[Python-Dev] Evil setattr hack

Michael Hudson mwh@python.net
Mon, 14 Apr 2003 07:33:25 +0100

Greg Ewing <greg@cosc.canterbury.ac.nz> writes:

> Guido:

Er, this was me.

>> one approach would be special cases in PyObject_GenericSetAttr,
>> I guess.
> Before using a hack like that, it might be better to think about what
> the real problem is.

Aww :-)

> Seems to me the problem in general is that there's no way to prevent a
> class which overrides a method from having a superclass version of
> that method called through a back door. Which means you can't rely on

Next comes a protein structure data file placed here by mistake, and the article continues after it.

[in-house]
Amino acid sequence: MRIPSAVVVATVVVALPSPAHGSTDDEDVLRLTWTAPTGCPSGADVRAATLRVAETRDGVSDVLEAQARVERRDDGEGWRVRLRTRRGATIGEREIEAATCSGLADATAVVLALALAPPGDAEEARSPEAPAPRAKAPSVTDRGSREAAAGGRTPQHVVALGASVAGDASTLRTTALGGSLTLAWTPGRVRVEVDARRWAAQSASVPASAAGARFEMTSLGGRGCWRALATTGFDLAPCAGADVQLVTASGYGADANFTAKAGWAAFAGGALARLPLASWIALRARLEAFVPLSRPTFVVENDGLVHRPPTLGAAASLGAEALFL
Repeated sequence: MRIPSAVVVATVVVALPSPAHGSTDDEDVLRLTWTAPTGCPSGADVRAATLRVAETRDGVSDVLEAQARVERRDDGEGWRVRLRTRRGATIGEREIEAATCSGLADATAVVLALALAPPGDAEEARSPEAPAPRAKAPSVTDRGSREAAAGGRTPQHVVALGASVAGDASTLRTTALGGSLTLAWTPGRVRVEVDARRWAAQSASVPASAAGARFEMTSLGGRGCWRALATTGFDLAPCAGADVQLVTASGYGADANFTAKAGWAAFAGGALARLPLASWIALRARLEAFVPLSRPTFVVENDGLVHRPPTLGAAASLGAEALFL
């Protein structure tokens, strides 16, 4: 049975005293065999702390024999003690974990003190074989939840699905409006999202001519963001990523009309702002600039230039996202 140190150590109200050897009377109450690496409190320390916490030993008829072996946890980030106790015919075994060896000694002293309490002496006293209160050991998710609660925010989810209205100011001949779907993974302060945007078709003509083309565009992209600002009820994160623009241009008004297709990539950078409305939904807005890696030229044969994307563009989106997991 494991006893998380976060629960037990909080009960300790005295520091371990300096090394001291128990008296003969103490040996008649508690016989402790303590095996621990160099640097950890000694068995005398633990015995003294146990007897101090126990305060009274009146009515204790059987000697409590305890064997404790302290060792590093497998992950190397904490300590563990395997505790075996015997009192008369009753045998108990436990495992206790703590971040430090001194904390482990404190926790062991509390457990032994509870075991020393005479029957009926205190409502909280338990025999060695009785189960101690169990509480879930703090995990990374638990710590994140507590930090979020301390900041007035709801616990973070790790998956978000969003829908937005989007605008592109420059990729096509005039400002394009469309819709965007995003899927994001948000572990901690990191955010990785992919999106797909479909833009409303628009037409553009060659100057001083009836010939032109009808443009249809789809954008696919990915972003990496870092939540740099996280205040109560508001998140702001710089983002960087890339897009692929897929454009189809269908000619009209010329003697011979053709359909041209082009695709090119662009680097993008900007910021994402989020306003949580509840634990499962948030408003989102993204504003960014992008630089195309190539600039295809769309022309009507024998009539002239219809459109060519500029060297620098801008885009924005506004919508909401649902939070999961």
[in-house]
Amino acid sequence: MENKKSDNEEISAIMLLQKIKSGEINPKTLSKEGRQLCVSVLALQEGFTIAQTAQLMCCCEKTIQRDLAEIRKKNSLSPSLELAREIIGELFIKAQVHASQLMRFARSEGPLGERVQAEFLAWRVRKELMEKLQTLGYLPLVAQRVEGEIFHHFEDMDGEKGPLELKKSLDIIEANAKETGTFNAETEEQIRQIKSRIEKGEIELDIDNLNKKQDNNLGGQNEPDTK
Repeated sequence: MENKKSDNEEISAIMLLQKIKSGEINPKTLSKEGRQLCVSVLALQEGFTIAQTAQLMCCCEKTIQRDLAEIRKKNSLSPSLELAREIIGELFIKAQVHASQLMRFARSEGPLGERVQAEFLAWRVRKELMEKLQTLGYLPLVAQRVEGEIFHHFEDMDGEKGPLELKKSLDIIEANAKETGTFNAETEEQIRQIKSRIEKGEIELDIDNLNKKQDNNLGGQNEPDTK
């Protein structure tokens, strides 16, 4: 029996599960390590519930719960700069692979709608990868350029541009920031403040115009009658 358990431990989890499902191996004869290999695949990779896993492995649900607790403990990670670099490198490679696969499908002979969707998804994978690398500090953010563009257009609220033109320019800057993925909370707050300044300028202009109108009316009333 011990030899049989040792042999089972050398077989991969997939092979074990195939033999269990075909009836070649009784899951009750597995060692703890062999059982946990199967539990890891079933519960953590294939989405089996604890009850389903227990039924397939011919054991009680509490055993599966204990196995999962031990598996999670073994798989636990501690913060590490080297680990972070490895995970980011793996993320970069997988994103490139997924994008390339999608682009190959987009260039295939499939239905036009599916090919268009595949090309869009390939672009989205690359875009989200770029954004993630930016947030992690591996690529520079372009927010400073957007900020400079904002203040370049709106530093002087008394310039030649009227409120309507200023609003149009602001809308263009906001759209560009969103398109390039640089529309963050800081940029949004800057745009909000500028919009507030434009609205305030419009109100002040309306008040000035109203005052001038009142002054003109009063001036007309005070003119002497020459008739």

> method overriding to *restrict* what can be done to an object.
> So a proper fix would require either:
> (1) Providing some way for objects to prevent superclass
> methods from being called on them when they're not looking
> or
> (2) Fixing the typeobject not to rely on that for its security --
> by hiding the real dict more deeply somehow?

Yeah, another option would be to make _PyObject_GetDictPtr respect
__dict__ descriptors.  But that's probably the Wrong Answer, too.
Maybe just PyObject_GenericSetAttr should do that -- call
PyObject_GetAttr(ob, '__dict__'), basically.

bad-answers-on-demand-ly y'rs

  We did requirements and task analysis, iterative design, and user
  testing. You'd almost think programming languages were an interface
  between people and computers.                    -- Steven Pemberton
          (one of the designers of Python's direct ancestor ABC)